Floods, howling winds and power outages expected across Spain tomorrow as cyclone hits EuropeBy Laurence Dollimore (News Editor) – PUBLISHED – 9 Dec, 2017 @ 19:46 LAST UPDATED: 9 Dec, 2017 @ 19:46 0SHARE A HUGE storm is set to hit Spain and western Europe later Sunday into Monday with winds strong enough to cause power outages, travel disruptions and localized damage.The storm, named Cyclone Ana by Spanish weather agency AEMET, will sweep in from the Atlantic Ocean to affect a large area of western Europe.It is the first time AEMET has named a storm.Rainfall in areas of the mainland is forecast to exceed 100 millimetres per hour.It is expected to be more dispersed and weaker along the Valencia and Murcia coasts and in the Balearics. Winds are predicted to be up to 100 kilometres per hour, and these are due to affect the Balearics, producing very rough coastal conditions in parts of the islands.Many communities will be subject to wind gusts between 70 and 95 km/h (45 and 60 mph). These winds are strong enough to cause tree damage and power outages.Christmas lawn decorations that are not properly secured can get tossed around and damaged.Disruptions to rail and airline travel may occur. Ferry services may also be impacted as the winds stir rough seas. Drivers of high-profile vehicles should prepare for dangerous crosswinds.The winds will sweep from west to east across the Iberian Peninsula and France later Sunday into Monday.The strongest winds are expected on Sunday evening in Porto, Portugal; overnight Sunday in Lisbon, Portugal, and Madrid; on Monday morning in Montpellier, France; and on Monday in Paris.The winds will combine with the rain being produced by the storm to reduce visibility for motorists further. Those traveling by foot will find it difficult to hold onto umbrellas.Motorists may face standing water and a heightened risk for hydroplaning where the rain pours down heavily.Across the northwestern Iberian Peninsula, the heavy rain will commence well ahead of the strongest wind’s arrival and may trigger flash flooding.“The greatest concern for flooding will be across northwestern Spain and northern Portugal, where there can be widespread rainfall totals of 2-4 inches with locally higher amounts from Sunday into Sunday evening,” AccuWeather Meteorologist Brett Rathbun said.“In addition to the flooding, mudslides may result.”Residents in Porto, Portugal, and Vigo, Spain, should prepare for low-lying and poor drainage areas to become inundated with flood waters quickly.Streams may become swift moving and may overflow their banks.Drier and calmer weather will gradually build across the Iberian Peninsula and France for Tuesday.Storms that follow later in the week may also impact the Iberian Peninsula.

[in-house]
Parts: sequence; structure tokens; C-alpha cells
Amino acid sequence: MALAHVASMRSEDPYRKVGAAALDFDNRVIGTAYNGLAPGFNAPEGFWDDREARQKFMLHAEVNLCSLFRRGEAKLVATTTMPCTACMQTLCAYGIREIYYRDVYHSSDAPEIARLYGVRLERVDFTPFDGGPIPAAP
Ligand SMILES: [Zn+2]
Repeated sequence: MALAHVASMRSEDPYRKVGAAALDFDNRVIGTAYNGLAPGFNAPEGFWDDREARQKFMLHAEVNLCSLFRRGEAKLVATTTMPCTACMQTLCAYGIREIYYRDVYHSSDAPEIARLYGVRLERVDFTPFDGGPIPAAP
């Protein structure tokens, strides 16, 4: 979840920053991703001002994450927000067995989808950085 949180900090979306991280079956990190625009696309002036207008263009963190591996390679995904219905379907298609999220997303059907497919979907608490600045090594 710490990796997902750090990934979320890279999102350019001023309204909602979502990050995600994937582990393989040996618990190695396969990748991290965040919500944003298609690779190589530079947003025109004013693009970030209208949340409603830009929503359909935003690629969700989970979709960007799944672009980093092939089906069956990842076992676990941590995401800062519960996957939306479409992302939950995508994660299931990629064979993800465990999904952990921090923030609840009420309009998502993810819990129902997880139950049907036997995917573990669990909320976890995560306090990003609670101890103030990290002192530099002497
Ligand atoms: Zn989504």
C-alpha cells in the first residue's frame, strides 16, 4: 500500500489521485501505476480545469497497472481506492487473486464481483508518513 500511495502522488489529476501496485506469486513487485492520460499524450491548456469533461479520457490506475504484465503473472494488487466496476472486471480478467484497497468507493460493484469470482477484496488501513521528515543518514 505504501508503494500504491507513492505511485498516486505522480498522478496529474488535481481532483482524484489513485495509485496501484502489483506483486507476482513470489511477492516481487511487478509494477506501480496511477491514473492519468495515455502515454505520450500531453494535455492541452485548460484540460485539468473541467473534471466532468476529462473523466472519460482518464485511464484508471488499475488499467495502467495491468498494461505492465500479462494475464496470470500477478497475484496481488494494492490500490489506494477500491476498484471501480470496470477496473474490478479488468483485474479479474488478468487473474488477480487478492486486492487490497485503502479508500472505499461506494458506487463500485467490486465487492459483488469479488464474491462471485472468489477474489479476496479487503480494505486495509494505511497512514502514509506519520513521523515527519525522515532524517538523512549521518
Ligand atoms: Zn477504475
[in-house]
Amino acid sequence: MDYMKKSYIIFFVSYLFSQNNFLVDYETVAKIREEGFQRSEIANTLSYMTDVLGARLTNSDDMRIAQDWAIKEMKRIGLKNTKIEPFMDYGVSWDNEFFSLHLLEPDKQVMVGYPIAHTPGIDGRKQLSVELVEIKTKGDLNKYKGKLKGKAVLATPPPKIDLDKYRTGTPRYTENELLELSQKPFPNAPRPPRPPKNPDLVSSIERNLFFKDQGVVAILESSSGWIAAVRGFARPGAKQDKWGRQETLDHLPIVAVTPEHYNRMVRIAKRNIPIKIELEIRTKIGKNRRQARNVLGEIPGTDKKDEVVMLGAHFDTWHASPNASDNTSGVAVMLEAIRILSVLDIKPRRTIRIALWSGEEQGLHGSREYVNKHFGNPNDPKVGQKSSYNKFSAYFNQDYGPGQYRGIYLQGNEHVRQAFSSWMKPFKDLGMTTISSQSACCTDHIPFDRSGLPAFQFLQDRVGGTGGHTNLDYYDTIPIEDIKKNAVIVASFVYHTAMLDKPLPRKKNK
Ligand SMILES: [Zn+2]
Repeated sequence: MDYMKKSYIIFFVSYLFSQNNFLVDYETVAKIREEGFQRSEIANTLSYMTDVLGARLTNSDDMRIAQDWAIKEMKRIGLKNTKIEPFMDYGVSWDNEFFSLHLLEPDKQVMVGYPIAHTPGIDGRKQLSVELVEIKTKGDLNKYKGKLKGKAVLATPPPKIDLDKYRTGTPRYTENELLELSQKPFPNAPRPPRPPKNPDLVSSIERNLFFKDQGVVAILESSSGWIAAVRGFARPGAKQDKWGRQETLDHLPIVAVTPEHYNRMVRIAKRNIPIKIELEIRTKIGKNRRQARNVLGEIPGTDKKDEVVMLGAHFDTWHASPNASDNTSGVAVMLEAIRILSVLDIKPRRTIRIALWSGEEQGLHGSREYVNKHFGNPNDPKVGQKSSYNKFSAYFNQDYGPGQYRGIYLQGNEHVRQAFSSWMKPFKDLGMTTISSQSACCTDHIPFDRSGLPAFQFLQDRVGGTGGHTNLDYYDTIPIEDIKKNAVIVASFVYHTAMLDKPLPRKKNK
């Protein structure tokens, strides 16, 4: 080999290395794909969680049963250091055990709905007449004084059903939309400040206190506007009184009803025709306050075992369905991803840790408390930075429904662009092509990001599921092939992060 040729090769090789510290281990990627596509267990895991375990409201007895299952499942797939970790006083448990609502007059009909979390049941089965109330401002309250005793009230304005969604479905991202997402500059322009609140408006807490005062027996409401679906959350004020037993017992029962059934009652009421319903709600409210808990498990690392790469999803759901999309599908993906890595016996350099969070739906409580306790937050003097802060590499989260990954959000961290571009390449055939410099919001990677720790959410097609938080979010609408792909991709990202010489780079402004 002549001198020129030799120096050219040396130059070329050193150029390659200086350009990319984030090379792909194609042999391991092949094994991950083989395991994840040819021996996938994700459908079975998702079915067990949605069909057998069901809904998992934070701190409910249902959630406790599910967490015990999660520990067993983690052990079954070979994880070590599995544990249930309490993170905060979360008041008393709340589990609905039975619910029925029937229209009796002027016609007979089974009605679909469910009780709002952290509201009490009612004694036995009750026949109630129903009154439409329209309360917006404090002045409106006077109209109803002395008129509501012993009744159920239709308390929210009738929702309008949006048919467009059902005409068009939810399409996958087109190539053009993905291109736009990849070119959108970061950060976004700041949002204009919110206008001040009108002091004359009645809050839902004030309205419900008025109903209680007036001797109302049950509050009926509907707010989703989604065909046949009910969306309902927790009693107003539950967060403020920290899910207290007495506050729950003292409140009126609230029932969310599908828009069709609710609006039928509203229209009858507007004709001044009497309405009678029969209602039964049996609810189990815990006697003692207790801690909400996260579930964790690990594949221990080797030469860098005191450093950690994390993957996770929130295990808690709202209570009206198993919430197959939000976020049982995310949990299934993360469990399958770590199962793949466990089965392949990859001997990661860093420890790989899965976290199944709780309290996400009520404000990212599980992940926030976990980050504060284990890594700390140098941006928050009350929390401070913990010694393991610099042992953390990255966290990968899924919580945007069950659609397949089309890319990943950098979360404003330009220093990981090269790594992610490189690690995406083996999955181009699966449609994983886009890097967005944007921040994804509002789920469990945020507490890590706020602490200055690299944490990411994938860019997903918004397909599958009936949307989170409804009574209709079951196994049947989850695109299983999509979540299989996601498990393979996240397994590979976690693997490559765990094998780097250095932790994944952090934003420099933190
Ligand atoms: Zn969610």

Legal to kill bulls again on the Balearic Islands BULLFIGHTERS can kill again on Mallorca.The ban on killing bulls in the ring was short lived It comes after the constitutional court suspended the Balearic law against the mistreatment of animals, which was approved last July. But now the law, which banned bulls being killed during bullfights and disallowed minors from fighting, has been found to be ‘unconstitutional’.The government’s appeal says the regional law violates certain aspects of state laws on intangible heritage and bullfighting. They argue the Balearics do not have the authority for creating laws for specific animal protection.The suspension of the law comes after an appeal was filed in November. Within five months, the courts have to make a decision on the case, either granting the appeal and allowing bulls to be killed in the ring or finding the ban constitutional.Other benefits of the law that are no longer enforced include heath checks on the animals after a fight, time limits and limitations on numbers of animals involved. The Balearic government has assured people that they ‘protect their decision’ and will defend the law before the courts.
YES A LOAD OF DEAD BRUTALLY TORTURED BULLS